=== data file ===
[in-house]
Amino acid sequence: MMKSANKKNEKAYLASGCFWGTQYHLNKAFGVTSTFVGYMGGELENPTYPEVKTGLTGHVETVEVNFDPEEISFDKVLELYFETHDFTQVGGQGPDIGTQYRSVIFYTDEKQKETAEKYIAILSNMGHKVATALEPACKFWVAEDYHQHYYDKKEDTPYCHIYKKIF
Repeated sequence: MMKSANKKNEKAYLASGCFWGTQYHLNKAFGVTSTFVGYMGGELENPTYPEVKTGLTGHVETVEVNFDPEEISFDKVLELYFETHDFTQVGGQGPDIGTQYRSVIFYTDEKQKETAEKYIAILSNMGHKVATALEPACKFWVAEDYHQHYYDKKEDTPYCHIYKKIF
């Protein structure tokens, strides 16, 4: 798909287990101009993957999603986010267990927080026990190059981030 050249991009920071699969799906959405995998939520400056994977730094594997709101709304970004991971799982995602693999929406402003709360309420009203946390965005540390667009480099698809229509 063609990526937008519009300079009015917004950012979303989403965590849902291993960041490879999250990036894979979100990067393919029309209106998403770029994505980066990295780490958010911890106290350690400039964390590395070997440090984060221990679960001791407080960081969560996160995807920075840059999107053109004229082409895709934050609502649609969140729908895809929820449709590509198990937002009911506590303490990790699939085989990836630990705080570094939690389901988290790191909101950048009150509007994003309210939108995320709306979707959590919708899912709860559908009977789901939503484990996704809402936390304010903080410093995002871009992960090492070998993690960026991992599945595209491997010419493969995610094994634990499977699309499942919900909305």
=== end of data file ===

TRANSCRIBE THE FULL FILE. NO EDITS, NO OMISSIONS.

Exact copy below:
[in-house]
Amino acid sequence: MMKSANKKNEKAYLASGCFWGTQYHLNKAFGVTSTFVGYMGGELENPTYPEVKTGLTGHVETVEVNFDPEEISFDKVLELYFETHDFTQVGGQGPDIGTQYRSVIFYTDEKQKETAEKYIAILSNMGHKVATALEPACKFWVAEDYHQHYYDKKEDTPYCHIYKKIF
Repeated sequence: MMKSANKKNEKAYLASGCFWGTQYHLNKAFGVTSTFVGYMGGELENPTYPEVKTGLTGHVETVEVNFDPEEISFDKVLELYFETHDFTQVGGQGPDIGTQYRSVIFYTDEKQKETAEKYIAILSNMGHKVATALEPACKFWVAEDYHQHYYDKKEDTPYCHIYKKIF
């Protein structure tokens, strides 16, 4: 798909287990101009993957999603986010267990927080026990190059981030 050249991009920071699969799906959405995998939520400056994977730094594997709101709304970004991971799982995602693999929406402003709360309420009203946390965005540390667009480099698809229509 063609990526937008519009300079009015917004950012979303989403965590849902291993960041490879999250990036894979979100990067393919029309209106998403770029994505980066990295780490958010911890106290350690400039964390590395070997440090984060221990679960001791407080960081969560996160995807920075840059999107053109004229082409895709934050609502649609969140729908895809929820449709590509198990937002009911506590303490990790699939085989990836630990705080570094939690389901988290790191909101950048009150509007994003309210939108995320709306979707959590919708899912709860559908009977789901939503484990996704809402936390304010903080410093995002871009992960090492070998993690960026991992599945595209491997010419493969995610094994634990499977699309499942919900909305």